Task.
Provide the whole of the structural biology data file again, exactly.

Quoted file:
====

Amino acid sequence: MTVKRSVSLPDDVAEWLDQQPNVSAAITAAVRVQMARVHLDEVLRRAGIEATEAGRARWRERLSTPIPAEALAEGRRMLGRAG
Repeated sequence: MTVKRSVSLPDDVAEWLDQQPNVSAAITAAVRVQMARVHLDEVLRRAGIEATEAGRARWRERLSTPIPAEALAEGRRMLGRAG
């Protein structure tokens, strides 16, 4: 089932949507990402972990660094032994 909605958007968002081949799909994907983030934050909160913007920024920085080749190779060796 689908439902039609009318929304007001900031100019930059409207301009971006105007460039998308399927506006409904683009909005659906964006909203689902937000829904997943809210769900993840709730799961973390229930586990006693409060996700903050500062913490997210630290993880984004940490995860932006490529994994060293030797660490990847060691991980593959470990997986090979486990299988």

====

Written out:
Amino acid sequence: MTVKRSVSLPDDVAEWLDQQPNVSAAITAAVRVQMARVHLDEVLRRAGIEATEAGRARWRERLSTPIPAEALAEGRRMLGRAG
Repeated sequence: MTVKRSVSLPDDVAEWLDQQPNVSAAITAAVRVQMARVHLDEVLRRAGIEATEAGRARWRERLSTPIPAEALAEGRRMLGRAG
């Protein structure tokens, strides 16, 4: 089932949507990402972990660094032994 909605958007968002081949799909994907983030934050909160913007920024920085080749190779060796 689908439902039609009318929304007001900031100019930059409207301009971006105007460039998308399927506006409904683009909005659906964006909203689902937000829904997943809210769900993840709730799961973390229930586990006693409060996700903050500062913490997210630290993880984004940490995860932006490529994994060293030797660490990847060691991980593959470990997986090979486990299988």